Lia knew that Annabelle was approaching before she knocked on the door. She could smell the lavender perfume and the faint scent of her conditioner from down the hallway now.
Annabelle would come in the morning, make sure that she was dressed and cleaned up, and then they would do lessons, like a private school just for Lia. In the evenings,
What the words were depended on the day. "Remember," was common, but so were "Learn" and "See." Often, when he would speak, she felt a rush of something indescribable, and afterward she would feel extremely powerful, like she didn't have to be afraid of anything.
Her ability to smell other people had developed a few weeks back. She's mentioned it to Annabelle, and she suspected that Annabelle had told Mr. Mohan, although he'd never mentioned it directly.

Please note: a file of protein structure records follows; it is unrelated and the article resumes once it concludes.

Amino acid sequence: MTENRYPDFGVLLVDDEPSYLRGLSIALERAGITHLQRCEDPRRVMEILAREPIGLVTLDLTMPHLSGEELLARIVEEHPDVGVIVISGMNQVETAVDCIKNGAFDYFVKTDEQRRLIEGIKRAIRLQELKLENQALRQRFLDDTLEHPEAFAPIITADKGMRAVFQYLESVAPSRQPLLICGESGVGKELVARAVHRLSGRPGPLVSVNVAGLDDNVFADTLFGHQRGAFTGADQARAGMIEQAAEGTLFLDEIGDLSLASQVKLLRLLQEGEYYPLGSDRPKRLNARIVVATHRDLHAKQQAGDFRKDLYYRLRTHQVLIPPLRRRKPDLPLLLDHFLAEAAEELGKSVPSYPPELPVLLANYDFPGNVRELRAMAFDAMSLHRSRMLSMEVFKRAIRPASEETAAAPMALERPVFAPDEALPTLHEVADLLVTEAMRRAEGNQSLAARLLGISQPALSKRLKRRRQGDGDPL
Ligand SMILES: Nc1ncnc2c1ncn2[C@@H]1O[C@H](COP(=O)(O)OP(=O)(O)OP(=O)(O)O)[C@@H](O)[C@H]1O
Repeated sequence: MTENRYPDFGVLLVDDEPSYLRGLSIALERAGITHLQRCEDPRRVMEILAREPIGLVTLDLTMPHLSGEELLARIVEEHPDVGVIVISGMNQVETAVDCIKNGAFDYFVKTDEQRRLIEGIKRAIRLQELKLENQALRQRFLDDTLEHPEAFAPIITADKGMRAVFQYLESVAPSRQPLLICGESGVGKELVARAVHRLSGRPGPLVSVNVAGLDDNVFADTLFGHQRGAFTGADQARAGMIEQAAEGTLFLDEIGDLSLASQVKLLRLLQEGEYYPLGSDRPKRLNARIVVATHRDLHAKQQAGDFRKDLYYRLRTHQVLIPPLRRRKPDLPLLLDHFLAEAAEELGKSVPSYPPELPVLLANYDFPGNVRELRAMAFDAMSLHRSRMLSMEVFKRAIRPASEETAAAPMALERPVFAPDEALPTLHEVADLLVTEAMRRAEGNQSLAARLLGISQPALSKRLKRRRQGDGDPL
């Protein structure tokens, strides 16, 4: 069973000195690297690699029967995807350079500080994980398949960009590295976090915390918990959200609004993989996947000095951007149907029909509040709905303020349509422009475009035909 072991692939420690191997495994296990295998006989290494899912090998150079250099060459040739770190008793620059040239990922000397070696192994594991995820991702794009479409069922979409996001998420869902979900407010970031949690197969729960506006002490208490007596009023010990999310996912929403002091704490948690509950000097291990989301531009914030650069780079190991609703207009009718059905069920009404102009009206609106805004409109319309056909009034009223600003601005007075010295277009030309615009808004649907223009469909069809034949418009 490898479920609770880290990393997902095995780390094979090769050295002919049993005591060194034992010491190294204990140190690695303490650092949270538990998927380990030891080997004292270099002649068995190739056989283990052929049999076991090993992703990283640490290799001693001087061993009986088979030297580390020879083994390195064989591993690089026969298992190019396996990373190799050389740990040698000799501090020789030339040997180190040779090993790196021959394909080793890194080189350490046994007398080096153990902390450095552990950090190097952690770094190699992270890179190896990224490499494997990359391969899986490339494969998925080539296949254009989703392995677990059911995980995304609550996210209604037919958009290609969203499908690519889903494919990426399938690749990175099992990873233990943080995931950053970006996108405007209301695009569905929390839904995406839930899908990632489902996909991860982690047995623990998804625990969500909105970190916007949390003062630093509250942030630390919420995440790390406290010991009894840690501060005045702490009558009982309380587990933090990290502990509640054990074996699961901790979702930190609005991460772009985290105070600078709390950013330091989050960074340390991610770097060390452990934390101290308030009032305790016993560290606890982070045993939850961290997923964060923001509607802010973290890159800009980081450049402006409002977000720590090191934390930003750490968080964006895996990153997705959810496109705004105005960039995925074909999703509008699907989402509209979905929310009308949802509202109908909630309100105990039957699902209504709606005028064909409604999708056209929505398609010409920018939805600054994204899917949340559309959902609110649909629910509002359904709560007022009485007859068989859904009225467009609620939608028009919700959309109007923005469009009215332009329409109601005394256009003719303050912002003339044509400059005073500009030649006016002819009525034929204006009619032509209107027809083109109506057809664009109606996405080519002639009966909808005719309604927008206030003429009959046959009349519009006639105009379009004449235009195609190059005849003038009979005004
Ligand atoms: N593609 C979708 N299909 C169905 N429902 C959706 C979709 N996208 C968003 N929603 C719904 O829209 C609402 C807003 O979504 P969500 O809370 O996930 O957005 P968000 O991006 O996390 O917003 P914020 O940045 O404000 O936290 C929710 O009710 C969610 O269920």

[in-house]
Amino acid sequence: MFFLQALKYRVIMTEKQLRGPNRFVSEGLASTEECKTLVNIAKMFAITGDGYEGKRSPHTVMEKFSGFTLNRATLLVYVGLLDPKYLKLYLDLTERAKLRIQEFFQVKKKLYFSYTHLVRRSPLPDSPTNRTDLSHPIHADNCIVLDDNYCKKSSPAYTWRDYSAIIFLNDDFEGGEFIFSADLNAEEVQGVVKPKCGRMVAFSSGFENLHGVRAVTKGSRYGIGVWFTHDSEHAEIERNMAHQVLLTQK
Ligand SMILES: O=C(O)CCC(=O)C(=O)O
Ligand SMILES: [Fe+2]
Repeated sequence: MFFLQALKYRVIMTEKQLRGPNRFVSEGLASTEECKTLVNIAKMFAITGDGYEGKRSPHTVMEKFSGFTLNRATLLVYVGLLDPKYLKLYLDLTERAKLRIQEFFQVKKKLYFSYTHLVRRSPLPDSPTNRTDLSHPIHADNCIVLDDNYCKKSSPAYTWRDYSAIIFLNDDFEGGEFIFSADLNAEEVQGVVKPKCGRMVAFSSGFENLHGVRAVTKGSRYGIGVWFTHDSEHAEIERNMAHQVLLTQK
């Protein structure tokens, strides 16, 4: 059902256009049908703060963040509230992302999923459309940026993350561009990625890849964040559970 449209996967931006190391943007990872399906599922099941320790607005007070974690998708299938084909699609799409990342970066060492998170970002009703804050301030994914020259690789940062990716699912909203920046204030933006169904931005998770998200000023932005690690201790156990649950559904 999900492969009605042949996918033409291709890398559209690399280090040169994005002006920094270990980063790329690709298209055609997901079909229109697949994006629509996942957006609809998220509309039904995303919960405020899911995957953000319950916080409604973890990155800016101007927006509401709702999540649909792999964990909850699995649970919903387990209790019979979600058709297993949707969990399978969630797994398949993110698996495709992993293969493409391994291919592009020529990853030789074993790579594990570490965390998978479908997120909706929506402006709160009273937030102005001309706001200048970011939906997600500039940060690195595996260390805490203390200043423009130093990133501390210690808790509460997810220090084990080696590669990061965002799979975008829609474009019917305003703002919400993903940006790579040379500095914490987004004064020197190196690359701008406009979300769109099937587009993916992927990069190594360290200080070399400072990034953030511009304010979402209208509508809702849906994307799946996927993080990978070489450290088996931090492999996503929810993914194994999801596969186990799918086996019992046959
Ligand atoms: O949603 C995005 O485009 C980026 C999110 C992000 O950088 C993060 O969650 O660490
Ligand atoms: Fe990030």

It was nearly time for Mr. Mohan to come home, but some of the smells were wrong. The cooks hadn't come in, and they weren't preparing dinner yet, which they always did for Mr. Mohan.
Annabelle entered. Lia was sitting at the desk with a paper and a box of crayons. She'd never had one with all of the colors before, and it was her favorite thing in the room, even more than the dresses, even though she knew that was probably sort of childish. Today she was drawing a thin figure in a black and red jacket. He was smiling, but not big like Annabelle or Mr. Mohan smiled. It was a thin smile, and even though she'd only seen it once or twice she could clearly remember it.
"Who are you drawing?" Annabelle asked, politely. She looked. "Your friend again?"
"Well, we still haven't found him, but don't worry, I talked with Michael and his people are out still looking. I'm sure we'll find him." Her voice was soothing, but they hadn't found him yet.